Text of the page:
The world is on the brink of breaking into competing regional blocks in the form of alliances of convenience based on shared interests. The system is further being undermined by an ideological struggle in continuous existence since the first decade of the 7th Century (the beginning of Mohammed’s conquest). That struggle grows more dangerous to world peace and prosperity every passing day. The vanity of Obama is to believe that someone with no executive or policy making experience or implementation at the national or international level, and someone still quite young, is honestly prepared to offer himself for candidacy to the Office of President of the United States. Obama found a wave that was looking for a messiah to rescue the Democratic Party from its abysmal record since F.D. Roosevelt, a need for a two-term Presidential candidate based on the New Deal ideology. (Truman couldn’t carry the New Deal forward, Carter was too conservative in reality, Clinton was clearly not New Deal liberal) Obama, in my opinion (which everyone can reject, as I might be completely wrong), became intoxicated with the idea and believes he is that messiah.

In sum, for the theme of what I think America needs for a President beginning in January 2009 (again, I do suffer the poison of my own point of view), substance and experience at this stage are necessary for the one thing that will determine America’s future as the beacon and light of liberty: foreign policy. The international system will not be fixed to a stable and compatible relationship between nations by popularity and sound-bytes. It will only be fixed by hard acceptance of what is at stake and a realistic appraisal of what is possible to secure everyone’s cooperation for mutual benefit. Outbreaks of war, even nuclear, biological and chemical warfare between bigger powers, let alone terror insurgencies, can instantly make the United States a militarized, police state by the choice of our own leaders. In my opinion, Obama and the other populists have presented no appreciation or sense of the situation, and have either provided nothing of substance (for example, withdrawing from Iraq but no concept of what needs to come after) or things that are completely bad strategy.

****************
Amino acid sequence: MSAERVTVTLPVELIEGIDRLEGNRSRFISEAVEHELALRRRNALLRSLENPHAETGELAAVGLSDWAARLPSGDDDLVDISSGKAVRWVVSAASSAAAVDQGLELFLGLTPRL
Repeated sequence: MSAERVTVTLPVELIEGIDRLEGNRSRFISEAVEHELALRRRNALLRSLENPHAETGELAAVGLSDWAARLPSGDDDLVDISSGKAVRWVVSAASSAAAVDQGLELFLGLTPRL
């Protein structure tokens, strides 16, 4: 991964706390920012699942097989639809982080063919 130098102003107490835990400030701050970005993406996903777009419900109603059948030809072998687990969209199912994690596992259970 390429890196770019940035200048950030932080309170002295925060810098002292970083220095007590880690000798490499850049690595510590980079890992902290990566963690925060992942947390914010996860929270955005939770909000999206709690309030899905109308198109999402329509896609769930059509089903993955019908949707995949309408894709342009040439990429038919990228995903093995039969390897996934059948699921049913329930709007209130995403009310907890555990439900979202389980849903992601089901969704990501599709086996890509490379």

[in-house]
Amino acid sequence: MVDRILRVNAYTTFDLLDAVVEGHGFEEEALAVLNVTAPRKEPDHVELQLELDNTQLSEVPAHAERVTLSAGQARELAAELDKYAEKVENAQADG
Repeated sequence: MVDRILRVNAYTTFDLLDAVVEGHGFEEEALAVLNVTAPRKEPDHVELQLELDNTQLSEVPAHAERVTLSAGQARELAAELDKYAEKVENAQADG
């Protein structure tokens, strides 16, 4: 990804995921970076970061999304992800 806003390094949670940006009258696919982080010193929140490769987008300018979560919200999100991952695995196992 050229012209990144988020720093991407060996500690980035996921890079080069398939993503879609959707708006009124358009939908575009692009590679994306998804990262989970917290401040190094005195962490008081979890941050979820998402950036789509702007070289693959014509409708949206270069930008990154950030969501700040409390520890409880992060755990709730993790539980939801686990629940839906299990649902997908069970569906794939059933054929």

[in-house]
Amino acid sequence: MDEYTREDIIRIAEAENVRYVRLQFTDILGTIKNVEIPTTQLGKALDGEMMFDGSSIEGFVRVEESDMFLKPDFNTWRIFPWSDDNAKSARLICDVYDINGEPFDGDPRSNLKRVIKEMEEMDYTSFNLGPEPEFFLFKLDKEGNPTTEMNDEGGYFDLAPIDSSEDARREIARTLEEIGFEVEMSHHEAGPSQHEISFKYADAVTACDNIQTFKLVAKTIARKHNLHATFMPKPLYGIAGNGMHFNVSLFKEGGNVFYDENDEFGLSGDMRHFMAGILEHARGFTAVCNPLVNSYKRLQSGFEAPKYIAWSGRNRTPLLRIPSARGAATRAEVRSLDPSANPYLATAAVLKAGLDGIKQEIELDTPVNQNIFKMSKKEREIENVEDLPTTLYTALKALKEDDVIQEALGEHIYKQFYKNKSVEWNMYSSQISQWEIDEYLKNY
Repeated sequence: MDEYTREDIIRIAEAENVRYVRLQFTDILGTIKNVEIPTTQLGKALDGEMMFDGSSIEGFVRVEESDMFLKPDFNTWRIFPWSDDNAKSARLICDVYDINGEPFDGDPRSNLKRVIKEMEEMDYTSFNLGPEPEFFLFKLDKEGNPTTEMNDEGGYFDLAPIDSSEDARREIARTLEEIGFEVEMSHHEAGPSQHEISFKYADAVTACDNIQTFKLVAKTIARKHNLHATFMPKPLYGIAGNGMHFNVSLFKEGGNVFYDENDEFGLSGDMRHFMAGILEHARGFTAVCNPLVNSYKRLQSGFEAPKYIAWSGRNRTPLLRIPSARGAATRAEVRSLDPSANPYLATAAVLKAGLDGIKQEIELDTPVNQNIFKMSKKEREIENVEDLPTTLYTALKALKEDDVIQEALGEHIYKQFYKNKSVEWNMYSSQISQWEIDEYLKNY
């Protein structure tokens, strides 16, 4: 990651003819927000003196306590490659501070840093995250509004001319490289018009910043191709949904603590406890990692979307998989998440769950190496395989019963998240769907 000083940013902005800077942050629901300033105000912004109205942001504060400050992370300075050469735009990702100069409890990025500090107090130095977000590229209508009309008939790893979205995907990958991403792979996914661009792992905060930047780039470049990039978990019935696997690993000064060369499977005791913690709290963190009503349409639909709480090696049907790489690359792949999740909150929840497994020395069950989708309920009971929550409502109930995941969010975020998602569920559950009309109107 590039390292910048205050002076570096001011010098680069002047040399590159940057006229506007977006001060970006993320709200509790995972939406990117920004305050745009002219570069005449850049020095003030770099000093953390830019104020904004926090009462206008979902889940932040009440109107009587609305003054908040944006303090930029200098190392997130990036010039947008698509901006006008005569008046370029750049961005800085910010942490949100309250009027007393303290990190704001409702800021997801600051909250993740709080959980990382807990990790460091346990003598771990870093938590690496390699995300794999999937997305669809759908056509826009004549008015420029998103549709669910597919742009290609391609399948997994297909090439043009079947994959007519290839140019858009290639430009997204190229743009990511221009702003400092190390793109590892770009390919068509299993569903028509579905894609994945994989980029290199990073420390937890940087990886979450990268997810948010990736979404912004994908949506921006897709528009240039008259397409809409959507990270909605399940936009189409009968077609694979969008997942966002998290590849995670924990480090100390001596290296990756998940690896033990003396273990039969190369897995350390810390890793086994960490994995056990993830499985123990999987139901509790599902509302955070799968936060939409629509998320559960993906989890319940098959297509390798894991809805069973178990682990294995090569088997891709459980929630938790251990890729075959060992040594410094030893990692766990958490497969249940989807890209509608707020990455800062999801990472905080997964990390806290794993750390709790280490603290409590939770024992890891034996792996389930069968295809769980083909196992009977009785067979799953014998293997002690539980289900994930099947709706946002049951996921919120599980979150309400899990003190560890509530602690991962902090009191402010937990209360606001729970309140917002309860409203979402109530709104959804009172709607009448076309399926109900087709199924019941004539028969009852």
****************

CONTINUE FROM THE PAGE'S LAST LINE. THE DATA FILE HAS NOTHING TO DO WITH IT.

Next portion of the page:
At the end of David Lean’s movie, Lawrence of Arabia, Prince Feisal (played by the great Alec Guinness) comments to all in the room that war requires the wild and passionate virtues of the young. But peace requires the virtues, however hard, of “old” and experienced men : caution and suspicion. (I firmly believe that any qualified woman could do just as well; for example, Angela Merkel of Germany or Margaret Thatcher of Great Britain and many others) Experience at community activism for low-crime, public services, and clean streets is fine and honorable in itself. However it is not relevant at all to the paramount need of the United States for another Truman (a Democrat) or a Nixon (a Republican). Truman and Nixon came at their moment of supreme danger for America with a visionary, but also trained, prepared, and practical experience in executive politics and foreign policy.

While I don’t endorse any candidates, I believe they should be judged by the following criteria: executive branch or private sector policy making and implementation experience; principles underlying their philosophy (Obama qualifies here); sense of realism; substance and great ideas in statements and agendas for foreign policy.